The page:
Publications can be found through the faculty’s Google Scholar links below:
We employed a polymer network to understand what properties of pyrogenic carbonaceous matter (PCM; e.g., activated carbon) confer its reactivity, which we hereinafter referred to as PCM-like polymers (PLP). This approach allows us to delineate the role of functional groups and micropore characteristics using 2,4,6-trinitrotoluene (TNT) as a model contaminant. Six PLP were synthesized via cross-coupling chemistry with specific functionality (-OH, -NH2, -N(CH3)2, or -N(CH3)3+) and pore characteristics (mesopore, micropore). Results suggest that PCM functionality catalyzed the reaction by: (1) serving as a weak base (-OH, -NH2) to attack TNT, or (2) accumulating OH- near PCM surfaces (-N(CH3)3+). Additionally, TNT hydrolysis rates, pH and co-ion effects, and products were monitored. Microporous PLP accelerated TNT decay compared to its mesoporous counterpart, as further supported by molecular dynamics modeling results. We also demonstrated that quaternary ammonium-modified activated carbon enhanced TNT hydrolysis. These findings have broad implications for pollutant abatement and catalyst design.
Drinking water disinfection by chlorination or chloramination can result in the formation of disinfection byproducts (DBPs) such as haloacetic acids (HAAs) and trihalomethanes (THMs). Pyrogenic carbonaceous matter (PCM), such as activated carbon (AC), is commonly used as an ostensibly inert adsorbent to remove HAAs from water. HAA degradation has been mainly attributed to biological factors. This study, for the first time, revealed that abiotic HAA degradation in the presence of PCM could be important under water treatment conditions. Specifically, we observed complete destruction of Br3AA, a model HAA, in the presence of powder AC at pH 7 within 30 min. To understand the role of PCM and the reaction mechanism, we performed a systematic study using a suite of HAAs and various PCM types. We found that PCM significantly accelerated the transformation of three HAAs (Br3AA, BrCl2AA, Br2ClAA) at pH 7. Product characterization indicated an approximately 1:1 HAA molar transformation into their respective THMs following a decarboxylation pathway with PCM. The Br3AA activation energy (Ea) was measured by kinetic experiments at 15–45 °C with and without a model PCM, wherein a significant decrease in Ea from 25.7 ± 3.2 to 13.6 ± 2.2 kcal•mol−1 was observed. We further demonstrated that oxygenated functional groups on PCM (e.g., -COOH) can accelerate HAA decarboxylation using synthesized polymers to resemble PCM. Density functional theory simulations were performed to determine the enthalpy of activation (ΔH‡) for Br3AA decarboxylation with H3O+ and formic acid (HCOOH). The presence of HCOOH significantly lowered the overall ΔH‡ value for Br3AA decarboxylation, supporting the hypothesis that -COOH catalyzes the C-C bond breaking in Br3AA. Overall, our study demonstrated the importance of a previously overlooked abiotic reaction pathway, where HAAs can be quickly converted to THMs with PCM under water treatment relevant conditions. These findings have substantial implications for DBP mitigation in water quality control, particularly for potable water reuse or pre-chlorinated water that allow direct contact between HAAs and AC during filtration as well as PAC fines traveling with finished water in water distribution systems. As such, the volatilization and relative low toxicity of volatile THMs may be considered as a detoxification process to mitigate adverse DBP effects in drinking water, thereby lowering potential health risks to consumers.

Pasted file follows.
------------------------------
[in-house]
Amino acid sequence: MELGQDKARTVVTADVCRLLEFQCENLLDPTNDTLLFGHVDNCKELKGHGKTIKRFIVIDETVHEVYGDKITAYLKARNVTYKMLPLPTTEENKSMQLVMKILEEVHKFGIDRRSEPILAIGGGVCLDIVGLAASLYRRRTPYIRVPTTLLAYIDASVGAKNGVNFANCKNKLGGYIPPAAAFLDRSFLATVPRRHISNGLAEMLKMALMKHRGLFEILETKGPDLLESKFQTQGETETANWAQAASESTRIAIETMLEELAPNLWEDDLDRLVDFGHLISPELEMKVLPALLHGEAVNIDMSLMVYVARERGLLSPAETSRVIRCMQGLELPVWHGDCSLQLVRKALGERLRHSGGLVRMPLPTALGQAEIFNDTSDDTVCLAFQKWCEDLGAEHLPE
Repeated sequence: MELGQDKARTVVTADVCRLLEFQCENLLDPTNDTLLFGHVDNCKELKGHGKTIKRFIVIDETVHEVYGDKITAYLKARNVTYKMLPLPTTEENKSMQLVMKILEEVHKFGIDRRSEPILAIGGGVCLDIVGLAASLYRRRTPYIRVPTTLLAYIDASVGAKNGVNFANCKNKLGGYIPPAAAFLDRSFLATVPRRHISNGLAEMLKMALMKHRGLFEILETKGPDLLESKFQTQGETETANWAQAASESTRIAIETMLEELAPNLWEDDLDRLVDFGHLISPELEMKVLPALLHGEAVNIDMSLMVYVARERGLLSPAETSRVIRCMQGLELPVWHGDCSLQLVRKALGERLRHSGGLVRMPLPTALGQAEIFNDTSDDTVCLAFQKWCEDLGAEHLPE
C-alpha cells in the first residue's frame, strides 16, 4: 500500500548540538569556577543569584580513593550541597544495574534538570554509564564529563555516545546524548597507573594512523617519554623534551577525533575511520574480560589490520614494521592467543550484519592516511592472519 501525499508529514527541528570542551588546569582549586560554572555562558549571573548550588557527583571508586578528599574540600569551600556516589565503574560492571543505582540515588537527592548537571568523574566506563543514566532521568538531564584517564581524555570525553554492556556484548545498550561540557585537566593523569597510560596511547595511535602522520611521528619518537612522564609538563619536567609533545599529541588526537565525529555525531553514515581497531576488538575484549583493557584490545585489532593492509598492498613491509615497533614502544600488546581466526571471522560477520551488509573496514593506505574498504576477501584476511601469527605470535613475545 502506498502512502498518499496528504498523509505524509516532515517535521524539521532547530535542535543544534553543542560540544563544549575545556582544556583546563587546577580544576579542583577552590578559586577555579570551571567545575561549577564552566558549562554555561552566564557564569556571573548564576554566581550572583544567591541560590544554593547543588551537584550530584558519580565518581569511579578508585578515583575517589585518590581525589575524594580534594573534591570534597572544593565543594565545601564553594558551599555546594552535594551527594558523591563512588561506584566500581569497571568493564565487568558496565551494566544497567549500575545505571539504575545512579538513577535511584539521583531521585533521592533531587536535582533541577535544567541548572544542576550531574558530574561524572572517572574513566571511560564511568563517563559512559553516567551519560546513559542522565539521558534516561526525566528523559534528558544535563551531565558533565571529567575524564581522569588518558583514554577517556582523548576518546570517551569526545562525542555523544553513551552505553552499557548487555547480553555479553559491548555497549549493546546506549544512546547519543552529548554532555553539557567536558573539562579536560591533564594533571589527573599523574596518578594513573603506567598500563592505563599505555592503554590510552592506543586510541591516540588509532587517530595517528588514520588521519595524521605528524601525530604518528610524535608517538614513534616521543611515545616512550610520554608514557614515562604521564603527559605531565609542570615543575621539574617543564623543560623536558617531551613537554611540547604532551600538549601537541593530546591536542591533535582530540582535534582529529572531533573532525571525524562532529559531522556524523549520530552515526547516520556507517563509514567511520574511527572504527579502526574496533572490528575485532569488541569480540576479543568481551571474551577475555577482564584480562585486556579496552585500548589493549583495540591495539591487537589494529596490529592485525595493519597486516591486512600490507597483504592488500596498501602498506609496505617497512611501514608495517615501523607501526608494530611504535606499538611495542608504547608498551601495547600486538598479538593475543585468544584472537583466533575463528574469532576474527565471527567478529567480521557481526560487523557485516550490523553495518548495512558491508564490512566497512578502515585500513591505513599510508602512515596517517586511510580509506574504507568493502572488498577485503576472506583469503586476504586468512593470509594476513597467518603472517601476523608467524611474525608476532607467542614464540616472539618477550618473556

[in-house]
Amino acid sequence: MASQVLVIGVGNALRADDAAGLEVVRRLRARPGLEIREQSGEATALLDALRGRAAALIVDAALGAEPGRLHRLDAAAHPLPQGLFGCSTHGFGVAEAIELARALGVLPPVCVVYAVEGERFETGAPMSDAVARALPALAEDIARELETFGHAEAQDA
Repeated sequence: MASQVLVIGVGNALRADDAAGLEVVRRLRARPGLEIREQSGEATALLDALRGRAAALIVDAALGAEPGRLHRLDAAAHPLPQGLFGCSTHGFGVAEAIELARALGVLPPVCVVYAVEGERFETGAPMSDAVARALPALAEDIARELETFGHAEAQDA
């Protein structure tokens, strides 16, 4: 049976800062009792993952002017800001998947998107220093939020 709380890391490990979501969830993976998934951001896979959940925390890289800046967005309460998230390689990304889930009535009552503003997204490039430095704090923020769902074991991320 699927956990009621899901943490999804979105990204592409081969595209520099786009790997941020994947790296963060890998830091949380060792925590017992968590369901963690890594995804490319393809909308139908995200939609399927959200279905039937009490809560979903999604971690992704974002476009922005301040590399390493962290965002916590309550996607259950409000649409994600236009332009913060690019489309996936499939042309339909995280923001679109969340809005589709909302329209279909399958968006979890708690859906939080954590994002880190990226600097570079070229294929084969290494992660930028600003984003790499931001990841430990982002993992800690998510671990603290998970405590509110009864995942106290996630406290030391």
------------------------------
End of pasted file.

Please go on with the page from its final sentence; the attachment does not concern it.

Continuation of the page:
Chars are ubiquitous in the environment and release significant amounts of redox-active pyrogenic dissolved organic matter (pyDOM). Yet, the redox properties of pyDOM remain poorly characterized. This work provides a systematic assessment of the quantity and redox properties of pyDOM released at circumneutral pH from a total of 14 chars pyrolyzed from wood and grass feedstocks from 200 to 700 °C. The amount of released pyDOM decreased with increasing pyrolysis temperature of chars, reflecting the increasing degree of condensation and decreasing char polarity. Using flow-injection analysis coupled to electrochemical detection, we demonstrated that electron-donating capacities (EDCpyDOM; up to 6.5 mmole–·gC–1) were higher than electron-accepting capacities (EACpyDOM; up to 1.2 mmole–·gC–1) for all pyDOM specimens. The optical properties and low metal contents of the pyDOM implicate phenols and quinones as the major redox-active moieties. Oxidation of a selected pyDOM by the oxidative enzyme laccase resulted in a 1.57 mmole–·gC–1 decrease in EDCpyDOM and a 0.25 mmole–·gC–1 increase in EACpyDOM, demonstrating a largely irreversible oxidation of presumably phenolic moieties. Non-mediated electrochemical reduction of the same pyDOM resulted in a 0.17 mmole–·gC–1 increase in EDCpyDOM and a 0.24 mmole–·gC–1 decrease in EACpyDOM, consistent with the largely reversible reduction of quinone moieties. Our results imply that pyDOM is an important dissolved redox-active phase in the environment and requires consideration in assessing and modeling biogeochemical redox processes and pollutant redox transformations, particularly in char-rich environments.